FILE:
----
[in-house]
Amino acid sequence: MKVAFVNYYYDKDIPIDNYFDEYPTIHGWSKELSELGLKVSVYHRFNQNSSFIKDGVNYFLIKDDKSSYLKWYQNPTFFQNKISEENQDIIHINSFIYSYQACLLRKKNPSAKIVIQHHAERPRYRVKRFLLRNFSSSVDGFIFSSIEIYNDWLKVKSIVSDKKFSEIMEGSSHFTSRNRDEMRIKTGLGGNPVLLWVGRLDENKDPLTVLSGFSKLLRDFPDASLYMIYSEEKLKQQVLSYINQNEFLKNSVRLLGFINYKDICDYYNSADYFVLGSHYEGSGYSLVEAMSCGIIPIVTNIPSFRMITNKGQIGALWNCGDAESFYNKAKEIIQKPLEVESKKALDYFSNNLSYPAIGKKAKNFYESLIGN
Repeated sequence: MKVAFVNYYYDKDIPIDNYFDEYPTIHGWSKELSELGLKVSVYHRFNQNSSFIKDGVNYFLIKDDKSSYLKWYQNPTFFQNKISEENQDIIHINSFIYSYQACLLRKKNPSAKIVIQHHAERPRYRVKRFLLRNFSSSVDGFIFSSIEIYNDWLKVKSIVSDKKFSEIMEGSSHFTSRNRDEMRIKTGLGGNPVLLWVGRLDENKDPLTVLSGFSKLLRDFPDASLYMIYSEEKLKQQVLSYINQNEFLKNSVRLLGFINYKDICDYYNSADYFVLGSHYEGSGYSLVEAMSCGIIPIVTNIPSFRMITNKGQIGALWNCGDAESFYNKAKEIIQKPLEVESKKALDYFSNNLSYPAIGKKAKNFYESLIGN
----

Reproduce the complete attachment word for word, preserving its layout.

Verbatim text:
[in-house]
Amino acid sequence: MKVAFVNYYYDKDIPIDNYFDEYPTIHGWSKELSELGLKVSVYHRFNQNSSFIKDGVNYFLIKDDKSSYLKWYQNPTFFQNKISEENQDIIHINSFIYSYQACLLRKKNPSAKIVIQHHAERPRYRVKRFLLRNFSSSVDGFIFSSIEIYNDWLKVKSIVSDKKFSEIMEGSSHFTSRNRDEMRIKTGLGGNPVLLWVGRLDENKDPLTVLSGFSKLLRDFPDASLYMIYSEEKLKQQVLSYINQNEFLKNSVRLLGFINYKDICDYYNSADYFVLGSHYEGSGYSLVEAMSCGIIPIVTNIPSFRMITNKGQIGALWNCGDAESFYNKAKEIIQKPLEVESKKALDYFSNNLSYPAIGKKAKNFYESLIGN
Repeated sequence: MKVAFVNYYYDKDIPIDNYFDEYPTIHGWSKELSELGLKVSVYHRFNQNSSFIKDGVNYFLIKDDKSSYLKWYQNPTFFQNKISEENQDIIHINSFIYSYQACLLRKKNPSAKIVIQHHAERPRYRVKRFLLRNFSSSVDGFIFSSIEIYNDWLKVKSIVSDKKFSEIMEGSSHFTSRNRDEMRIKTGLGGNPVLLWVGRLDENKDPLTVLSGFSKLLRDFPDASLYMIYSEEKLKQQVLSYINQNEFLKNSVRLLGFINYKDICDYYNSADYFVLGSHYEGSGYSLVEAMSCGIIPIVTNIPSFRMITNKGQIGALWNCGDAESFYNKAKEIIQKPLEVESKKALDYFSNNLSYPAIGKKAKNFYESLIGN